During a decade in office Joaquín Almunia has been a effective Commissioner who typically strives to do his job well. When he leaves on 31 October, he will not want his political legacy to be as the man who launched the beginning of the end for the internal market for electricity, gas and carbon in Europe.

Such a legacy would arise not just by allowing chapter 3 of the electricity common rules to be set aside but also, more fundamentally, by accepting the implied principle that member states, third-countries and big companies can ignore EU common rules whenever it suits them to make large anti-market energy investments.

So a lot rest of Almunia’s game over the next weeks.


Compared to Almunia, Gunther Oettinger on the other hand has been less than impressive in five years as energy commissioner. Recent energy successes have been in spite of him rather than because of him. As Oettinger has the main responsibility for upholding the internal energy market rules, so in the case of Hinkley Point and its lack of tender, he could have chosen to inform the UK authorities as early as 2011 that the planned approach on Hinkley was incompatible with the common rules. He failed to do so and his omission puts the Commission in a more difficult position today.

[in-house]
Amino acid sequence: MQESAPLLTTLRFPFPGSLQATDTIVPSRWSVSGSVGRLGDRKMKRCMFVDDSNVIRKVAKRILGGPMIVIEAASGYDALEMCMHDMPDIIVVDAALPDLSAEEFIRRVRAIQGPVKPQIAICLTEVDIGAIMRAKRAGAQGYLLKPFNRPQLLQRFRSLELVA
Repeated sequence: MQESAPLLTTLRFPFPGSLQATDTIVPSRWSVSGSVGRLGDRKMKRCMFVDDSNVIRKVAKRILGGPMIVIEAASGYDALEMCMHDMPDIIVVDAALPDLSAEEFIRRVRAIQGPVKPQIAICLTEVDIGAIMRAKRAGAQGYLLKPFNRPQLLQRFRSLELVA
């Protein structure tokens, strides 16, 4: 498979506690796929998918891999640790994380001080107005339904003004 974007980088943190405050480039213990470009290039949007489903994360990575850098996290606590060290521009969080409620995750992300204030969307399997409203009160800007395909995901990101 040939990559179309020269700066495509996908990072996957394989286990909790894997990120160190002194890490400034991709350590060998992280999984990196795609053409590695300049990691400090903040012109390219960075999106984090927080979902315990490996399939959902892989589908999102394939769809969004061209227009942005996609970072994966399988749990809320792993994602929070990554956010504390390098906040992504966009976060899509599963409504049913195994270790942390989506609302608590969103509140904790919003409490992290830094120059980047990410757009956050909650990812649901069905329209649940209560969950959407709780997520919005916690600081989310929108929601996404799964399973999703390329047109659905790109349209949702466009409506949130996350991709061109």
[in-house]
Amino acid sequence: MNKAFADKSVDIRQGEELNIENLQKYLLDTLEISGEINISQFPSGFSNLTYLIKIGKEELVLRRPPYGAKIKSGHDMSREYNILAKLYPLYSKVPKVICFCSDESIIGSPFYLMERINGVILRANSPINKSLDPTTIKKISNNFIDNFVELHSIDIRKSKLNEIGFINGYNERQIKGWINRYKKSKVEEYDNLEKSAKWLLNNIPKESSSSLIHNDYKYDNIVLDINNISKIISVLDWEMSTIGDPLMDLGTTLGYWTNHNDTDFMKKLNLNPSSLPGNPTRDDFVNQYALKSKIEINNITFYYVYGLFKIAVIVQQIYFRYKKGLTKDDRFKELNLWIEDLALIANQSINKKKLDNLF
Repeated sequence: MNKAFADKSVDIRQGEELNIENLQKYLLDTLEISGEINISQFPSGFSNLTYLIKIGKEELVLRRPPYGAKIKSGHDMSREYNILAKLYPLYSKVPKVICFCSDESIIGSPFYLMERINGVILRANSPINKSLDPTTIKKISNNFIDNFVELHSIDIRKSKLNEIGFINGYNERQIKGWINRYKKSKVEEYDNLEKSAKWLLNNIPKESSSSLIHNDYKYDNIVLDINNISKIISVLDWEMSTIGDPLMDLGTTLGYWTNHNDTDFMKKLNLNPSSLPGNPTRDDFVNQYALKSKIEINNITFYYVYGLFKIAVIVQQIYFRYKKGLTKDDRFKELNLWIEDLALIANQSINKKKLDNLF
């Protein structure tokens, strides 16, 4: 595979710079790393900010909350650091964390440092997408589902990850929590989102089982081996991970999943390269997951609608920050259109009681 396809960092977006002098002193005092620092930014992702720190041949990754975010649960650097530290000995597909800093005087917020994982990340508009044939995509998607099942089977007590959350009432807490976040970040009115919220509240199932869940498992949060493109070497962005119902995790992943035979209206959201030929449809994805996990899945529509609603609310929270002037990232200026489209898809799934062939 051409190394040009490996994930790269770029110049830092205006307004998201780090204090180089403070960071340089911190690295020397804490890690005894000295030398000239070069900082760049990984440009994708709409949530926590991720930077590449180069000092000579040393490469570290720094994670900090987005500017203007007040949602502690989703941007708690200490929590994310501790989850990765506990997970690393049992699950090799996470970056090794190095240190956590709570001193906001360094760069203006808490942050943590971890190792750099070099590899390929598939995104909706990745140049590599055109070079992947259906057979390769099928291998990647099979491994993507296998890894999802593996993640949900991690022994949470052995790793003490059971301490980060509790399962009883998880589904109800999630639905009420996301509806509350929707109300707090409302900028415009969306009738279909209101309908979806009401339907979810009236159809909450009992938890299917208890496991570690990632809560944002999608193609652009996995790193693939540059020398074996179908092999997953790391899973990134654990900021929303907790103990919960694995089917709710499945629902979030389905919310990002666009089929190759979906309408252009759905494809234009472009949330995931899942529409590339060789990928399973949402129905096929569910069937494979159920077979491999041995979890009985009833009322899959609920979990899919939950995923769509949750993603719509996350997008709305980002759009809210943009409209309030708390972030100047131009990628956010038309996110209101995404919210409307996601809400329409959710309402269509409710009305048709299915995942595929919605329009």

Game over for single energy market?

The EC cannot credibly hold Russia to our single market rules if it allows EU member states to disregard the same rules. Gazprom will not hesitate to point out a Hinkley precedent in order to defend its monopolistic South Stream ambitions.

In the longer run, the precedent set by allowing Hinkley Point to proceed unlawfully will be catastrophically damaging for the rule of law across the whole European energy sector. It would unleash a free-for-all spending-spree among member state governments and effectively be game-over for the single energy market (electricity and gas) and render the ETS carbon market redundant.